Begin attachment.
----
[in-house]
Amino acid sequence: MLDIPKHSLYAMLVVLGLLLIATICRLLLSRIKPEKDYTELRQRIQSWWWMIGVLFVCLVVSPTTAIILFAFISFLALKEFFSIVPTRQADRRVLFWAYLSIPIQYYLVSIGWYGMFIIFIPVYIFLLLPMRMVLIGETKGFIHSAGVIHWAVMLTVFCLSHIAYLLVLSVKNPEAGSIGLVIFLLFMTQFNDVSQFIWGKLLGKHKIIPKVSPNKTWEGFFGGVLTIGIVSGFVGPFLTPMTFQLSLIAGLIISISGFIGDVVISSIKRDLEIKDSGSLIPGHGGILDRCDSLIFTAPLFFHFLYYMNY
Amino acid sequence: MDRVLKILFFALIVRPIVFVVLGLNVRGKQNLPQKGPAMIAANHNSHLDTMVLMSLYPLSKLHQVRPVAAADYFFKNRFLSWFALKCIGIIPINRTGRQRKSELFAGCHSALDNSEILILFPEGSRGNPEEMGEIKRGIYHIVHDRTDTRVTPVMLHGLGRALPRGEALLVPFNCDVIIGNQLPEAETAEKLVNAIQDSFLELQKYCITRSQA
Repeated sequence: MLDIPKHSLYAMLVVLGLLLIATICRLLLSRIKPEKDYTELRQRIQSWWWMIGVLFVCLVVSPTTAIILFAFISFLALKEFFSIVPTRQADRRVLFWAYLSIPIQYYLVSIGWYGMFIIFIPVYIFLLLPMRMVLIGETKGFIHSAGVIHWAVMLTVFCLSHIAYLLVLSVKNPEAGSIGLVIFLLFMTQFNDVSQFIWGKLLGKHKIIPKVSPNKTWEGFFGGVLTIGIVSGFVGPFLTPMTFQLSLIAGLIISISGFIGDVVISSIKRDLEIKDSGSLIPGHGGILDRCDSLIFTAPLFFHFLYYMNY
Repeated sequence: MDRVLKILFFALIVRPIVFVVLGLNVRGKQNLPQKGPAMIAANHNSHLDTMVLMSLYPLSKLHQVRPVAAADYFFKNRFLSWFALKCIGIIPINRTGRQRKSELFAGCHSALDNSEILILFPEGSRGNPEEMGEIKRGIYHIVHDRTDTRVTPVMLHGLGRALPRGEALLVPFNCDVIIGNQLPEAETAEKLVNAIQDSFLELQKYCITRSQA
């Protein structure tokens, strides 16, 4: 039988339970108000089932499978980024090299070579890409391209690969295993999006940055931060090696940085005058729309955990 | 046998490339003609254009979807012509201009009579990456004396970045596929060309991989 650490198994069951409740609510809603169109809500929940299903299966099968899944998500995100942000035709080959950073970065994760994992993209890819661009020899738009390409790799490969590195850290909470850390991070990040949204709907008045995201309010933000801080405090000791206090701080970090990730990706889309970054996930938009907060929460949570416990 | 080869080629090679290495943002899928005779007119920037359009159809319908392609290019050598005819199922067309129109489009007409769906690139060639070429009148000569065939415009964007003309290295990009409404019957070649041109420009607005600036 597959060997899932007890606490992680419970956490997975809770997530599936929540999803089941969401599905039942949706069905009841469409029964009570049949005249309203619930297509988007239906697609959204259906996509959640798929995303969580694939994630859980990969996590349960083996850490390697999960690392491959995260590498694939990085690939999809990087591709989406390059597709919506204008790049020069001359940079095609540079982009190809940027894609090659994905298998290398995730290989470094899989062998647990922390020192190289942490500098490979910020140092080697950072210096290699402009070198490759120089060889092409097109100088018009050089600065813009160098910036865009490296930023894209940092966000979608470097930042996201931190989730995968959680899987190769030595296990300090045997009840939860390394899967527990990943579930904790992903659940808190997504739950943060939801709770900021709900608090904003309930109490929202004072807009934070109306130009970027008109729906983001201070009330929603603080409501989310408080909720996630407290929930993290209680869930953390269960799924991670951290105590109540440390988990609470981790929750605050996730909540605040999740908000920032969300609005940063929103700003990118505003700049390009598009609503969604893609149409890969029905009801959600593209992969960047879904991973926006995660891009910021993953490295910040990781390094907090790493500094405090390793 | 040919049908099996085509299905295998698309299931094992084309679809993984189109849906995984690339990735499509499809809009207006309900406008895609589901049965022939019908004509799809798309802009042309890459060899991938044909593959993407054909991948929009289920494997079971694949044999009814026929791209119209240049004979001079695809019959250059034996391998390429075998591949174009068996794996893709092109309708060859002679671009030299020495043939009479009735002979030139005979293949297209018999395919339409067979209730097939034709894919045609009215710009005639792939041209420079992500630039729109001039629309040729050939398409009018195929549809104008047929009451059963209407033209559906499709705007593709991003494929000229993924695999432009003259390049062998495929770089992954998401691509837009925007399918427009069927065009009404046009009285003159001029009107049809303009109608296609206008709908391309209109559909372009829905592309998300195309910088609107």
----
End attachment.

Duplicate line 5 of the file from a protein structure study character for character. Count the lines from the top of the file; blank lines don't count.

Repeated sequence: MDRVLKILFFALIVRPIVFVVLGLNVRGKQNLPQKGPAMIAANHNSHLDTMVLMSLYPLSKLHQVRPVAAADYFFKNRFLSWFALKCIGIIPINRTGRQRKSELFAGCHSALDNSEILILFPEGSRGNPEEMGEIKRGIYHIVHDRTDTRVTPVMLHGLGRALPRGEALLVPFNCDVIIGNQLPEAETAEKLVNAIQDSFLELQKYCITRSQA